John Sanders, the acting commissioner of Customs and Border Protection, announced in an internal email Tuesday that he had handed in his resignation letter — effective July 5 — to acting Secretary of Homeland Security Kevin McAleenan on Monday.

Why it matters: Sanders' resignation as the administration's top border enforcer follows heightened scrutiny over the past week of the conditions at migrant children's detention centers at the southern border.

The latest: Tuesday's reshuffle continued as 2 DHS officials told the Washington Post that Trump intends to name Mark Morgan — the acting director of U.S. Immigration and Customs Enforcement — as Sanders' replacement.

Context: News broke Monday that the U.S. government had removed most children from a Border Patrol station in Clint, Texas, following reports that more than 300 children detained there were exposed to dangerous and unsanitary living conditions.

  • On Tuesday, however, administration officials said that more than 100 children had been returned to the facility after concerns about overcrowding had been alleviated, the New York Times reports. It's unclear whether Sanders' departure is connected to the recent controversy.
  • Sanders assumed the role as the head of CBP after McAleenan moved into the role of acting DHS Secretary following Kirstjen Nielsen's departure.

In his resignation letter to McAleenan, Sanders said he "quoted a wise man" who told him: "'Each man will judge their success by their own metrics.' Although I will leave it to you to determine whether I was successful, I can unequivocally say that helping support the amazing men and women of CBP has been the most fulfilling and satisfying opportunity of my career."

Go deeper: Texas Republican says conditions in immigrant centers are worst he's ever seen

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GOP fears "little guy" attack on Amy Coney Barrett

Illustration: Eniola Odetunde/Axios

White House aides and Senate Republicans have spent the past week readying binders full of messaging and rebuttals to guide Judge Amy Coney Barrett to a pre-Nov. 3 confirmation. "We knew for days it was going to be Amy," a Senate GOP aide involved in her confirmation process told Axios.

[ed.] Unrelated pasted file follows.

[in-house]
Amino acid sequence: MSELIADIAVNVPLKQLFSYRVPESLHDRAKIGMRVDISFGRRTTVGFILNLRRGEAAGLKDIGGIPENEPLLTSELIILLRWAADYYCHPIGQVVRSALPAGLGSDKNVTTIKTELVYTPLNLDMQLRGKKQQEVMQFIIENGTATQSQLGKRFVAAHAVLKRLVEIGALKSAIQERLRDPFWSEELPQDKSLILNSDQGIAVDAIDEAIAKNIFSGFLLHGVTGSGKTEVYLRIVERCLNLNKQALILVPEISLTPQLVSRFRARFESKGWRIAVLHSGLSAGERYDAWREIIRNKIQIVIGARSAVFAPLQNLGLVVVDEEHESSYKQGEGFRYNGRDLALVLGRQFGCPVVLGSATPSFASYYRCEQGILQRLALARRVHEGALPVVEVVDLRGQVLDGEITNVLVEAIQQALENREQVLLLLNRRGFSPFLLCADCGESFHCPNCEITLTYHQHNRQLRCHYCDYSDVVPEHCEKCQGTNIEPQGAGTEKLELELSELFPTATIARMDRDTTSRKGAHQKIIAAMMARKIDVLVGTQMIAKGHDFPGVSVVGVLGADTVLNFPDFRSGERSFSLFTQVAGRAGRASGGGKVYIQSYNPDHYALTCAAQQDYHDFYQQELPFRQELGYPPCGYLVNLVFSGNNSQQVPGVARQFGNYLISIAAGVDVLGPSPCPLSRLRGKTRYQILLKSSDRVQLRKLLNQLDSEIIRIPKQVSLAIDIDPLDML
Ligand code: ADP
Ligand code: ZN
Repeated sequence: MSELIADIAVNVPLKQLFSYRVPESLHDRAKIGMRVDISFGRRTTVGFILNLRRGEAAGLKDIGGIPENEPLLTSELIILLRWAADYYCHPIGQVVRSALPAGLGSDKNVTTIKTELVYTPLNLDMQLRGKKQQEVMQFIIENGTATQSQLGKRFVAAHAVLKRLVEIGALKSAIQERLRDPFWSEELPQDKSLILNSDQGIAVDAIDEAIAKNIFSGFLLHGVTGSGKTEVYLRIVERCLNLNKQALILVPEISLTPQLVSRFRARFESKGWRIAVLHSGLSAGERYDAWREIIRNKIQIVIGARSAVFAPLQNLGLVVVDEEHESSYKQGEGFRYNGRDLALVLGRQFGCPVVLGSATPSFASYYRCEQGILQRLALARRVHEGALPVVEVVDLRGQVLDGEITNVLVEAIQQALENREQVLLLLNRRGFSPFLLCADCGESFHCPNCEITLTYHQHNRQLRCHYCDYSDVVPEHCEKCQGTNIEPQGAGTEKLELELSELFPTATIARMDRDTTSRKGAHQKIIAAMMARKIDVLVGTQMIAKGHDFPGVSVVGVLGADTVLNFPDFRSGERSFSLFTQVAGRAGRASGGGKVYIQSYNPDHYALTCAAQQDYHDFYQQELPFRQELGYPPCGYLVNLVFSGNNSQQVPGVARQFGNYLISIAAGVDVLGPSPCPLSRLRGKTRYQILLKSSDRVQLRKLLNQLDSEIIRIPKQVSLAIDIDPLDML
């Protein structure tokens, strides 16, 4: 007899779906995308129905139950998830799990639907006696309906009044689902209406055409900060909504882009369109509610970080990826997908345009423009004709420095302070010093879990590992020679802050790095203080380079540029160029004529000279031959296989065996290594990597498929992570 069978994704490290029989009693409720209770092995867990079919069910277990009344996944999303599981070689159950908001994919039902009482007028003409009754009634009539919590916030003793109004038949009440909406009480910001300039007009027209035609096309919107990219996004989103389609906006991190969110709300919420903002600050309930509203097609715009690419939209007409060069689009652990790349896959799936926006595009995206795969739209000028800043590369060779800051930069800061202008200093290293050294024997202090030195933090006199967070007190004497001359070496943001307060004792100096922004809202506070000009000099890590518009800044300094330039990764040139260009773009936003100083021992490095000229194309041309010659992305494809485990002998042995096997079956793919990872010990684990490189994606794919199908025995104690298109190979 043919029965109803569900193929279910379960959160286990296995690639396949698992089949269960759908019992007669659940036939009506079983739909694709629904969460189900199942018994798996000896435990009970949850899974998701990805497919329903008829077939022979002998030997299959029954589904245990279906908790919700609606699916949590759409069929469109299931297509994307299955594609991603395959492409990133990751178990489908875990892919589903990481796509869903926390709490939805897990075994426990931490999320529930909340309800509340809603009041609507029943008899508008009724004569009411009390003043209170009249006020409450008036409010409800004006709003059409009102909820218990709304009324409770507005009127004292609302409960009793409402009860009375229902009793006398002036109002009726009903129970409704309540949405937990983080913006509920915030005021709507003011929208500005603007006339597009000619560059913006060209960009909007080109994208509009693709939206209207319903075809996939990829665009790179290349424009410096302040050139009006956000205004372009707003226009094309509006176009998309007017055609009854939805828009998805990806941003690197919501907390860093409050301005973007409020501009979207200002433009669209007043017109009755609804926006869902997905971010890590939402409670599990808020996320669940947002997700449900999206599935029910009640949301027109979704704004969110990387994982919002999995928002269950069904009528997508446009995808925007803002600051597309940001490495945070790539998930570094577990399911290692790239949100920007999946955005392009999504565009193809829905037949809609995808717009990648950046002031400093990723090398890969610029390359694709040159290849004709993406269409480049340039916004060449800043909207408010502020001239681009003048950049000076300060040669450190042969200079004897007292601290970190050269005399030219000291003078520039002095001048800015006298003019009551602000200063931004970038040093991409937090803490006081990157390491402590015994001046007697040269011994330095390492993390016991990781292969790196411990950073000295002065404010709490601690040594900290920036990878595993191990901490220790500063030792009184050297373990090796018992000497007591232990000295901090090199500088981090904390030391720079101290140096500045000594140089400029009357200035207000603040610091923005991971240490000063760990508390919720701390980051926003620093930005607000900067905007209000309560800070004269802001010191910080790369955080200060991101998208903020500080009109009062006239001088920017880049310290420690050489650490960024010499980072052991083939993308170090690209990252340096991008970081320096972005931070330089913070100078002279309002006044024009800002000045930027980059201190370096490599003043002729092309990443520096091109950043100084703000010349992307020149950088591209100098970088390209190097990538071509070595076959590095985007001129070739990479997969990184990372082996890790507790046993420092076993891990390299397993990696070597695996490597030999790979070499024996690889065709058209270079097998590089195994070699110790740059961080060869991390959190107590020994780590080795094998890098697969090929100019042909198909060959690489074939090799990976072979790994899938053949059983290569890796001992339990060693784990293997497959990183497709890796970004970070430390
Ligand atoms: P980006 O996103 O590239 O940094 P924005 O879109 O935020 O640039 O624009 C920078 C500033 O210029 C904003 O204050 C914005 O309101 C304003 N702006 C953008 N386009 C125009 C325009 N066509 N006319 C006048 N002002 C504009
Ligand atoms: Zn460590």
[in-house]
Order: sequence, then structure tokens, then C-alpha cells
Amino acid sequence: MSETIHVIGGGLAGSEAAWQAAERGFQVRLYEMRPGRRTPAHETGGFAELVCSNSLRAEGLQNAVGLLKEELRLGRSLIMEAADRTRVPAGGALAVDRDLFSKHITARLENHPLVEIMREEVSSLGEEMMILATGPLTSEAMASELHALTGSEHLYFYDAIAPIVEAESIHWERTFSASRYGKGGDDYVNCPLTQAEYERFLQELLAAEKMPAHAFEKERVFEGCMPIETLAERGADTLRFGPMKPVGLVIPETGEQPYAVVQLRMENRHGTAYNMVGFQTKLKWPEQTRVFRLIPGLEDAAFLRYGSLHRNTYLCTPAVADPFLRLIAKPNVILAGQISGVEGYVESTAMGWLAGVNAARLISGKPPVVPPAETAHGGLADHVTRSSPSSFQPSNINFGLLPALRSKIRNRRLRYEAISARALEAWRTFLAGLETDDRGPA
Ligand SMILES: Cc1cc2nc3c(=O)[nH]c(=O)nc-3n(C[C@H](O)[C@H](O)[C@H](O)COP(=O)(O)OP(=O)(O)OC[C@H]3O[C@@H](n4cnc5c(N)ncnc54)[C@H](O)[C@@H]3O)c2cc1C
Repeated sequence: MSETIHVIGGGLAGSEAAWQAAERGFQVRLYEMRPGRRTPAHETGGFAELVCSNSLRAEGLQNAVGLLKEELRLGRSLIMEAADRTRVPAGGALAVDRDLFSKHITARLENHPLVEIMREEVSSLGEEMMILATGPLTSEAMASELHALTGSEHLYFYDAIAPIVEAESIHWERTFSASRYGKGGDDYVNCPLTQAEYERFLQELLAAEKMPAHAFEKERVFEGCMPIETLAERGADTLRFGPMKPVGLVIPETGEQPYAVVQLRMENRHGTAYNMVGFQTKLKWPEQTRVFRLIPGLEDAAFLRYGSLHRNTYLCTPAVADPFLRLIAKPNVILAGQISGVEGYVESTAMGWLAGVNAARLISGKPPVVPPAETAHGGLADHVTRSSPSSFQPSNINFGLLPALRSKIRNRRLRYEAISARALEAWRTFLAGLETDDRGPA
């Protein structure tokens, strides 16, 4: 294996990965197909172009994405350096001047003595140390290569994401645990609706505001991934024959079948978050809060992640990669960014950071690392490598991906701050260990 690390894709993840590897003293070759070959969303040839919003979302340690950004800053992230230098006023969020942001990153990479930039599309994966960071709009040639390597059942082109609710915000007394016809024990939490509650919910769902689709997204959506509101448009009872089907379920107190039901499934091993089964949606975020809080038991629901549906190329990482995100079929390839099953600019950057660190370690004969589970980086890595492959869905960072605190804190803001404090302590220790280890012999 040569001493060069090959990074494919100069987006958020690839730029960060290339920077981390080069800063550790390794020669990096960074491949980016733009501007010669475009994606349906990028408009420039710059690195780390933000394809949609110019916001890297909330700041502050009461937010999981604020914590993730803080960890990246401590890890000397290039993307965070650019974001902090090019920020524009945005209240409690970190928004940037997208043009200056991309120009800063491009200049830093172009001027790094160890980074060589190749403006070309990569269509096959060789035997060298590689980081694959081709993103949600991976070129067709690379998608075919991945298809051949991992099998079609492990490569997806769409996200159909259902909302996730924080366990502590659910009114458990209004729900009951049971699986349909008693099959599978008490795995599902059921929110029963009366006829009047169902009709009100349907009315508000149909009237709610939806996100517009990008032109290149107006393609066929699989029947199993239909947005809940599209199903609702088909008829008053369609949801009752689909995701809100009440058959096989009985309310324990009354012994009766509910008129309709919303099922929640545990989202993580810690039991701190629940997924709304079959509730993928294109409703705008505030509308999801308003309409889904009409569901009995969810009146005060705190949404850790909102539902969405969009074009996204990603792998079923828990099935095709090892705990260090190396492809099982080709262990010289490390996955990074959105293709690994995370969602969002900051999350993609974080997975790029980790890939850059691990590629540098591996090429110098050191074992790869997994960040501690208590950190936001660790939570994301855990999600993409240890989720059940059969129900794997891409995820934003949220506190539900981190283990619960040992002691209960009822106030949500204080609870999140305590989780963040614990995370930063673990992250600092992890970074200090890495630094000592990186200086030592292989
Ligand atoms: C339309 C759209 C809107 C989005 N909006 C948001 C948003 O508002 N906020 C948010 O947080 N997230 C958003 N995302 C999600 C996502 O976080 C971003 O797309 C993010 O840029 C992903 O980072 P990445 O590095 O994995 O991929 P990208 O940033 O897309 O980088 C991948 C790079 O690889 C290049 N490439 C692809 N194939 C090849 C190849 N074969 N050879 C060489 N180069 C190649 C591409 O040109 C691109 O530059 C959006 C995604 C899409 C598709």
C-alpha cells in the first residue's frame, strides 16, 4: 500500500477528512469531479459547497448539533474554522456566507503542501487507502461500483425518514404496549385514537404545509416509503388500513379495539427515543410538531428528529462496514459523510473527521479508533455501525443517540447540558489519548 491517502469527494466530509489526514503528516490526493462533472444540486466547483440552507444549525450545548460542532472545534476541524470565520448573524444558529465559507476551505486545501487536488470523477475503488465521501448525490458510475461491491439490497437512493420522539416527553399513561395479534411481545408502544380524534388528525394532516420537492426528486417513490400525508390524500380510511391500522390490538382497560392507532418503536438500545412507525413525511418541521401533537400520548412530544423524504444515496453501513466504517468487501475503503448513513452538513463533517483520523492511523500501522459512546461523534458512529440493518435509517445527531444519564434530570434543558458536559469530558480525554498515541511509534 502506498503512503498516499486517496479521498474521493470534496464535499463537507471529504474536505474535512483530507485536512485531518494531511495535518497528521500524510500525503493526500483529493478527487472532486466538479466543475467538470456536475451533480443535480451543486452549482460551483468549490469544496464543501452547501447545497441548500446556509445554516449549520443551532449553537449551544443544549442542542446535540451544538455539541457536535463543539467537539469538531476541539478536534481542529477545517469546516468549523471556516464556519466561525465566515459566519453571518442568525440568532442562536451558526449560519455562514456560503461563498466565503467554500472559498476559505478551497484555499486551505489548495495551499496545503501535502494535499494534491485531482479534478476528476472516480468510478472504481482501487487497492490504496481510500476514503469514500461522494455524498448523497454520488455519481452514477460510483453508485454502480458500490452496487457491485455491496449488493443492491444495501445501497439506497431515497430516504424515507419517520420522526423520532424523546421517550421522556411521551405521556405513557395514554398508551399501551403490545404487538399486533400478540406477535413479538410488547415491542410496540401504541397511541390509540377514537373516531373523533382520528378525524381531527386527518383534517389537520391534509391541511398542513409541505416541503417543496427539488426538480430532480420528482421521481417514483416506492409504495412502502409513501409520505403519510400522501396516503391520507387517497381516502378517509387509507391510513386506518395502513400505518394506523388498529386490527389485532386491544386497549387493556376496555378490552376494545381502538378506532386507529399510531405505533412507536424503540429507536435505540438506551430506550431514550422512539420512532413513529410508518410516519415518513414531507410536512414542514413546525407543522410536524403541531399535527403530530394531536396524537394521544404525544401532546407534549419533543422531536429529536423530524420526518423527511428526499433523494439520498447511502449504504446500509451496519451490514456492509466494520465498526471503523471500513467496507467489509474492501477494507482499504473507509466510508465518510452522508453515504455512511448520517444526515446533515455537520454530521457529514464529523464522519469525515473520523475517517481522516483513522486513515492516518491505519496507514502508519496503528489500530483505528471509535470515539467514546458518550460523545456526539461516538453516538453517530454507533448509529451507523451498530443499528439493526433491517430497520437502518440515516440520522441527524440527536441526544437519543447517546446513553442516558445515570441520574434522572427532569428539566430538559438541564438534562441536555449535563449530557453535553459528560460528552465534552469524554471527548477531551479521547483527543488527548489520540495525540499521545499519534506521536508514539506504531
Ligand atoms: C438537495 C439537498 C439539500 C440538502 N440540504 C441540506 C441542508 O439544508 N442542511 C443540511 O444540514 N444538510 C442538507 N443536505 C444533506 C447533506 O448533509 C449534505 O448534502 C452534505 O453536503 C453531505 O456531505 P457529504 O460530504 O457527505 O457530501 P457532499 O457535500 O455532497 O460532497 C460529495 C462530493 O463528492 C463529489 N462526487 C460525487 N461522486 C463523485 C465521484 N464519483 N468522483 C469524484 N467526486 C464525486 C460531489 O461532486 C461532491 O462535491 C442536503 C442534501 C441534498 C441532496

What we're hearing: Beyond the expected questions about her views on religion, abortion and health care, Republicans worry about Democrats painting Barrett as someone who is insensitive and unfair to “the little guy,” one source involved in the talks told Axios.

Updated 30 mins ago - Politics & Policy

Coronavirus dashboard

Illustration: Sarah Grillo/Axios

  1. Global: Total confirmed cases as of 4:30 p.m. ET: 32,938,616 — Total deaths: 995,465 — Total recoveries: 22,782,724Map.
  2. U.S.: Total confirmed cases as of 4:30 p.m. ET: 7,101,774 — Total deaths: 204,618 — Total recoveries: 2,750,459 — Total tests: 100,492,536Map.
  3. States: 3 states set single-day coronavirus case records last week — New York daily cases top 1,000 for first time since June.
  4. Health: The long-term pain of the mental health pandemicFewer than 10% of Americans have coronavirus antibodies.
  5. Business: Millions start new businesses in time of coronavirus.
  6. Education: Summer college enrollment offers a glimpse of COVID-19's effect.

Debate commission co-chair: We don't expect moderators to fact-check candidates

Presidential Debate Commission co-chair Frank Fahrenkopf Jr. said Sunday he doesn't expect Fox News anchor Chris Wallace or any of the other moderators to fact-check President Trump or former Vice President Joe Biden at the debates.

What he's saying: "There's a vast difference between being a moderator in a debate and being a reporter who is interviewing someone," Fahrenkopf said on CNN's "Reliable Sources."